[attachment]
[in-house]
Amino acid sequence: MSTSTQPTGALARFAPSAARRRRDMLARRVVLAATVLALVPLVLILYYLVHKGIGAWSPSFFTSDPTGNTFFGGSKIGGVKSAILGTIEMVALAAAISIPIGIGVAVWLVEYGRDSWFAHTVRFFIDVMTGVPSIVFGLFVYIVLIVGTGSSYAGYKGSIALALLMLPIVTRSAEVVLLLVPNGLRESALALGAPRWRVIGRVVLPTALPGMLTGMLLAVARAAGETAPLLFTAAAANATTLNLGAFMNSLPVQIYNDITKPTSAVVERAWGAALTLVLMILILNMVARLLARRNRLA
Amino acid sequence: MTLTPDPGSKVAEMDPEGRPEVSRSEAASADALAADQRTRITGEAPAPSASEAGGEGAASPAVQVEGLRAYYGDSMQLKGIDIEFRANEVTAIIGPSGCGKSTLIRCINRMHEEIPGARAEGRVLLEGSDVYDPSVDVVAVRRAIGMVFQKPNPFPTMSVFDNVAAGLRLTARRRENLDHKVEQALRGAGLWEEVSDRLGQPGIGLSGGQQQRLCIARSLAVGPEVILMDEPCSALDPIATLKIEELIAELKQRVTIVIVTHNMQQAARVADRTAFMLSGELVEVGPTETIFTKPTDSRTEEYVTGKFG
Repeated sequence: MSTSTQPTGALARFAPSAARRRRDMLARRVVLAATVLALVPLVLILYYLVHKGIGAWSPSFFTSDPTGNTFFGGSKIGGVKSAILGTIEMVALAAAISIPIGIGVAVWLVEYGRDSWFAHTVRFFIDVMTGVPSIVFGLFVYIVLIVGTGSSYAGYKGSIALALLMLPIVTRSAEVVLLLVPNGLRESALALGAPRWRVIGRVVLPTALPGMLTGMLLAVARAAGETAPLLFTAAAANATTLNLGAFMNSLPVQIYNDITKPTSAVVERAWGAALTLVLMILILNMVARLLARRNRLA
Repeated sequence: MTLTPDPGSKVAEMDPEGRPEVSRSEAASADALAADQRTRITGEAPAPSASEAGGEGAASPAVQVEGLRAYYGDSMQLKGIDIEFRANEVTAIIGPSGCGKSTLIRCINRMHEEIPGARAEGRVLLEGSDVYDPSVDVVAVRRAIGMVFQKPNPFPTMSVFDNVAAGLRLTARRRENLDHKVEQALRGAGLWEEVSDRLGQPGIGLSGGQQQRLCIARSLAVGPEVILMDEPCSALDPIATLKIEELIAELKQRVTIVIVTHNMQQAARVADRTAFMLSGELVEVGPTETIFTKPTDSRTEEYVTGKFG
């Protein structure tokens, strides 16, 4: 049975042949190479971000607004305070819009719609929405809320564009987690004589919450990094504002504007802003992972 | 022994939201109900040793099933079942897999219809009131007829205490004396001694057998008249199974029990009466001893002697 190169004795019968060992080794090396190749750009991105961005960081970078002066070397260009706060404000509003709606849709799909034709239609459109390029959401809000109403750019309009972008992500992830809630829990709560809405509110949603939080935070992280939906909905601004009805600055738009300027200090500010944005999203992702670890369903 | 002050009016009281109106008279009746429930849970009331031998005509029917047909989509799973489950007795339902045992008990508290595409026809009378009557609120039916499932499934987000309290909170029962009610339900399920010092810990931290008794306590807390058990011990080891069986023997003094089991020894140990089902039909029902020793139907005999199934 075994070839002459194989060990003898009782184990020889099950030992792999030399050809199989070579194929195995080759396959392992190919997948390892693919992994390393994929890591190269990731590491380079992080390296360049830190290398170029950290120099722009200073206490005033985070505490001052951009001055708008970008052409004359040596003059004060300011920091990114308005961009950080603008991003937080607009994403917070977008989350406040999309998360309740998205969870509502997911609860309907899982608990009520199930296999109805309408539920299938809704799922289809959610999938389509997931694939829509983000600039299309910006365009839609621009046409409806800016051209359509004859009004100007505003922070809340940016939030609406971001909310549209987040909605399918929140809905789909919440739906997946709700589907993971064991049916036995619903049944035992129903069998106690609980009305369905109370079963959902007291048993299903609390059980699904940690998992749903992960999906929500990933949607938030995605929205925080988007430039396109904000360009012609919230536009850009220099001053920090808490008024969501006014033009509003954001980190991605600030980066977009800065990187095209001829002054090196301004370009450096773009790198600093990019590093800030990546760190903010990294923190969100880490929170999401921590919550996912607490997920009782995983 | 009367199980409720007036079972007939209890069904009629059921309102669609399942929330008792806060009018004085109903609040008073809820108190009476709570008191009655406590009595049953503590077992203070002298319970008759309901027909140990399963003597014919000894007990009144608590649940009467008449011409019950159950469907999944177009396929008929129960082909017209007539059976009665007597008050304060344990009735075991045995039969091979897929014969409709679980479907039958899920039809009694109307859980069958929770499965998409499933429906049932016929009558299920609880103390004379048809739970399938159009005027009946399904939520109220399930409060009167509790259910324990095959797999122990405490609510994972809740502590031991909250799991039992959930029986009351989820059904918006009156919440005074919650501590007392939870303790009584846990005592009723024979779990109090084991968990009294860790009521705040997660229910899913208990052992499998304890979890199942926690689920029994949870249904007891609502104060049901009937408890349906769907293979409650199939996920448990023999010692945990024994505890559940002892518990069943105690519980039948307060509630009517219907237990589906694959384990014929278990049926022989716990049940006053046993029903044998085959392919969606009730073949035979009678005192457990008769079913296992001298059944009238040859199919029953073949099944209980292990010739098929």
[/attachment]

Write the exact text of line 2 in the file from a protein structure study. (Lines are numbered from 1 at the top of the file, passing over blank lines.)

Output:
Amino acid sequence: MSTSTQPTGALARFAPSAARRRRDMLARRVVLAATVLALVPLVLILYYLVHKGIGAWSPSFFTSDPTGNTFFGGSKIGGVKSAILGTIEMVALAAAISIPIGIGVAVWLVEYGRDSWFAHTVRFFIDVMTGVPSIVFGLFVYIVLIVGTGSSYAGYKGSIALALLMLPIVTRSAEVVLLLVPNGLRESALALGAPRWRVIGRVVLPTALPGMLTGMLLAVARAAGETAPLLFTAAAANATTLNLGAFMNSLPVQIYNDITKPTSAVVERAWGAALTLVLMILILNMVARLLARRNRLA